The Vision and the Boon by Sri Aurobindo | Critical Analysis

 

The Vision and the Boon by Sri Aurobindo Analysis

Savitri is a magnificent conception and a colossal undertaking Aurobindo aims at presenting a world vision. He combines in his vision the alacrity of the West with the illumination of the East. Mrs. Prema Nandakumar rightly remarks that “The well-known story of the young wife Savitri, who saved her husband from an untimely death, thus scoring a victory over the seeming inexorability of fate, is here swathed in the robes of vedantic metaphysics and given a poetic reincarnation”. When the human soul is prompted by spiritual struggle, it rises from the unconscious state to the full stature of Divinity. Savitri is symbolic of the true wife’s devotion and power-unflinching devotion and power to overcome even the greatest of evils-Death. And Satyavan is truth. Thus Beauty, Love and Power (the power of devotion and chastity) allied to Truth can dare anything and achieve anything.

In the fourth Canto, Aswapathy tries to know the basis of the secret knowledge. The mystery is that of the Lila of God descending into clay and clay again aspiring to God-head. Then the soul achieves a complete spiritual transformation. Aurobindo then resorts to a retrospective narration describing the birth and childhood of Savitri, her growth from girlhood to manhood. She happens to go near the hermitage where Satyavan was looking after his aged parents. Savitri and Satyavan meet in joy and recognise the hand of fate. Narada, the divine sage speaks highly of Satyavan’s varied perfections but informs that he is fated to die a year later. But Savitri remains unperturbed and is prepared for the cosmic role of struggle and redemption.

Satyavan is the soul carrying the death and ignorance. Savitri is the Divine Lord, daughter of the Sun, goddess of the supreme truth who comes down and is born to save. Satyavan whom Savitri marries is the symbol of the soul descended into the kingdom of Death and Savitri, the Goddess of Divine Light and knowledge comes down to redeem Satyavan from Death’s grasp. It is for Savitri, the avatar or incarnation to bring the heavens down and raise the earth to heaven.

In spite of the resistance of the flesh, the vital and the mind, the light ultimately leads man to a vision of superhuman peaks. The way to the supreme lies through man’s worship of high ideals in his life. There is the ideal of love, of beauty, of goodness, of intellectual knowledge. There is also the promising fact of inspiration and intuition coming down into his consciousness. In the midst of darkness and frustration, human struggle goes on. The Goddess Savitri promised the descent of a limitless mind, a sweet and violent heart of ardent calm moved by the passion of the gods, embodying all powers and greatness.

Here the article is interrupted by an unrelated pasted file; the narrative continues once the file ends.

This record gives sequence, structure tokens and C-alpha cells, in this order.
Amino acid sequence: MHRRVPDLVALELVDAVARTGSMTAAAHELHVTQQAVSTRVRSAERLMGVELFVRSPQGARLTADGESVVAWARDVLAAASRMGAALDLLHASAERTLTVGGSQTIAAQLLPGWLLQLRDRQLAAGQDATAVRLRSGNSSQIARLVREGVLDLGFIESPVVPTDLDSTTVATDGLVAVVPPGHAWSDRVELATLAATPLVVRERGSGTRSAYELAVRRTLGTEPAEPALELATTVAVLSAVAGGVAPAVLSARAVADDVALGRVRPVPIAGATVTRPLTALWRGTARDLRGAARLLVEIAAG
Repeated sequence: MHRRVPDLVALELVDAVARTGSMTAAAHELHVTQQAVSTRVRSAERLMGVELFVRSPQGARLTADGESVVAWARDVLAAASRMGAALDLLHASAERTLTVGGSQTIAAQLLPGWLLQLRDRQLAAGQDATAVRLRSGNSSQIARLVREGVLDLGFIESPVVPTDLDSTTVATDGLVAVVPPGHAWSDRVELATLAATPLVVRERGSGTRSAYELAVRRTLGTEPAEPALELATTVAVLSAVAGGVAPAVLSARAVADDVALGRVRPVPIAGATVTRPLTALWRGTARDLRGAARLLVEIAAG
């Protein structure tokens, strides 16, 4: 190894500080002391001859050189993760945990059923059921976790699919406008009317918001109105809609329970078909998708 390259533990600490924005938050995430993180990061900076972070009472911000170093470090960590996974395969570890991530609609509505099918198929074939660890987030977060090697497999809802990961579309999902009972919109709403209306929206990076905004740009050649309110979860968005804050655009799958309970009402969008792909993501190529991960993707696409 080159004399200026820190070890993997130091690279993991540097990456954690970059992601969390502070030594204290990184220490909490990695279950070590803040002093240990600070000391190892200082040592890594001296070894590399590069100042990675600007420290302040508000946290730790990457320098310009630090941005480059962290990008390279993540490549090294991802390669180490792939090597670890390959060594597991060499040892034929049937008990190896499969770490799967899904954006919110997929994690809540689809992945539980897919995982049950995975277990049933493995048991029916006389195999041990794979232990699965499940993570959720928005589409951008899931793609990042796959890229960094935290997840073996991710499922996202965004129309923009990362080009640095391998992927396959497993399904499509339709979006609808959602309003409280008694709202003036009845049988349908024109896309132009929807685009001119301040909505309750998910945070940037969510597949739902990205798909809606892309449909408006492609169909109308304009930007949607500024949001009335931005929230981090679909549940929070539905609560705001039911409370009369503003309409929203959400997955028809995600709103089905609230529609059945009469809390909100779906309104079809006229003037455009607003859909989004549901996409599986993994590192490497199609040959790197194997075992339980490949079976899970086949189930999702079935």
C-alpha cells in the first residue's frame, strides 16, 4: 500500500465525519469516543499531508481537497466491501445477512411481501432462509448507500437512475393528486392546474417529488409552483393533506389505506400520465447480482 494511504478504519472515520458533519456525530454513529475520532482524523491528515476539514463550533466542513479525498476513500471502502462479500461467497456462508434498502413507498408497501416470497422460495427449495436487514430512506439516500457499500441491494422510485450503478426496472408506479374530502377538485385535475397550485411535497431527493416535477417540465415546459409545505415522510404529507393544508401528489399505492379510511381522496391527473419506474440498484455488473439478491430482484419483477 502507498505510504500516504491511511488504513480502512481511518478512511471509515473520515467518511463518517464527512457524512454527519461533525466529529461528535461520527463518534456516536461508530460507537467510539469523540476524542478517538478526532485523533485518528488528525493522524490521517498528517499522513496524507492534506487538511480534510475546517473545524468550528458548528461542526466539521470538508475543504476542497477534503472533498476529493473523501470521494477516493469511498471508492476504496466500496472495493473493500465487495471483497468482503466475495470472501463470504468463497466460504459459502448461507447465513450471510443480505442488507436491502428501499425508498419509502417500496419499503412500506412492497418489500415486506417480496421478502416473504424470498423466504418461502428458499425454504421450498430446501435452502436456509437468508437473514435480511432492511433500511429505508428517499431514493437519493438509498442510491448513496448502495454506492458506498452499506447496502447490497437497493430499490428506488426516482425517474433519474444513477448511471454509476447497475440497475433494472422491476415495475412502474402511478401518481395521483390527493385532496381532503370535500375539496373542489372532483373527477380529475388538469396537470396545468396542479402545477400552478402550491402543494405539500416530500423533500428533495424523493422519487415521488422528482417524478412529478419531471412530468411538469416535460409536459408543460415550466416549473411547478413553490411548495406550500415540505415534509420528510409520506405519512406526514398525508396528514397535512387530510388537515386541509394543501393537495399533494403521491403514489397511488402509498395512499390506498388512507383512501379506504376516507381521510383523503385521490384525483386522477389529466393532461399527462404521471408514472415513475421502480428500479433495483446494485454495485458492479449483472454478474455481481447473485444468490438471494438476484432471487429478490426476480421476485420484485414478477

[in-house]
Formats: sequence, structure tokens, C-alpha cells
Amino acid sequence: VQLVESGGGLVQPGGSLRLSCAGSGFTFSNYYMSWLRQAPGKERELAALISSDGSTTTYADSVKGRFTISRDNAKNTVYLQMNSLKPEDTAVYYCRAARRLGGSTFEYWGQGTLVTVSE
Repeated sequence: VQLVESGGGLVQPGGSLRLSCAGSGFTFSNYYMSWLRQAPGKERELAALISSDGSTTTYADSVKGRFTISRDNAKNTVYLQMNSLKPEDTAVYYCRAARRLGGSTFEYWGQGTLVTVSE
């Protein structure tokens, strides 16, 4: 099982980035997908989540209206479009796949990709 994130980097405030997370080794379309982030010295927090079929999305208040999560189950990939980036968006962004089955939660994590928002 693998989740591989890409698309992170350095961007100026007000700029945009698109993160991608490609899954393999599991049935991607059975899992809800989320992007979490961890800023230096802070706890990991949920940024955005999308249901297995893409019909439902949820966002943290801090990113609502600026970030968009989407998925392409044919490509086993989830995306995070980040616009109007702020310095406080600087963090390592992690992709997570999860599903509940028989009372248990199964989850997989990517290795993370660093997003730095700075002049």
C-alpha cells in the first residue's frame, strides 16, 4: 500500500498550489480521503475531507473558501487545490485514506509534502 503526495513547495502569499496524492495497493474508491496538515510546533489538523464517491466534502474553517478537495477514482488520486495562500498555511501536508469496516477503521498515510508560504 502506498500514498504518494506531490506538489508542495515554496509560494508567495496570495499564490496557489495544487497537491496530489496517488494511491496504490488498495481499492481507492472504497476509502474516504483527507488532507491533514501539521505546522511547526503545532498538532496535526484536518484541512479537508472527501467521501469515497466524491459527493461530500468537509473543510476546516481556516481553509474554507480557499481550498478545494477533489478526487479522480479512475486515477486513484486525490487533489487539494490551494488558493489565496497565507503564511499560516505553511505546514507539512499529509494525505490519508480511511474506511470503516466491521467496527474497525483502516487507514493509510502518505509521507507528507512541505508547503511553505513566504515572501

Aswapathy, the issueless king, had long been in spiritual discipline (yoga). Suddenly he felt the presence of the Divine Mother within himself who granted the prayer of the king that a “human heart” endowed with All Knowledge, All-Love and omnipotence would be born on earth. The granting of the prayer meant the birth of Savitri. Aswapathy worshipfully invokes Savitri and when she appears, he speaks to her of his aspirations of transforming life on earth into the life divine to which the mother gives consent. It fulfillment of the boon, Savitri is born and grows up as if she were a parable of the evolutionary destiny of man.

Aurobindo accounts for the distressing plight of the modern man who has lost the sense of discrimination. He is unable to discern the permanent from the impermanent owing to his overstress on the intellect. The Divine Mother fears a great harm to humanity if she descends on earth before the destined hour. The human race is not ripe and prepared enough to receive her. So Aswapathy is asked not to seek merger in the infinite but to accept the difficulty and god-like toil and live for the slow-paced omniscient purpose of preparing the stage for the divine descent. She states that man who is submerged in ignorance aspires in vain to change the cosmic dream. He is in the most unenviable and pathetic predicament. He does not have spiritual guidance.

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‘The Vision and the Boon’ constitutes the central situation. It throws light on Aswpathy’s penance and long spiritual training and the vision of the Divine Mother and the boon vouchsafed to him by her. The major part of the Canto is cast in the form of speeches. There is spontaneous flow of intuitive feelings in it. They contain a flowing rhythm, and a rapturous melody, accompanied by a unique directness of expression. The diction is exalted and the style is grand. It reveals the vision of the Divine Mother and the boon granted to the King. The vision turns out to be a reality. The King’s prayer is allowed and the world-Mother sends Savitri to earth to save mankind from the clutches of Death and to vindicate the presence of the supreme. The Mother predicts that Savitri shall be the embodiment of “All-Knowledge”, All-Love, and “All Heaven’s Beauty.” And that “Nature shall overleap her mortal step and that fate shall be changed by an unchanging will.”

The prediction proves to be true. The Doom is averted and the normal course of Nature is changed. Nothing short of this can be expected of the sun-eyed child and the seed of the supreme. Thus the tale of Satyavan and Savitri is one of the many symbolic myths of the vedic cycle.

 

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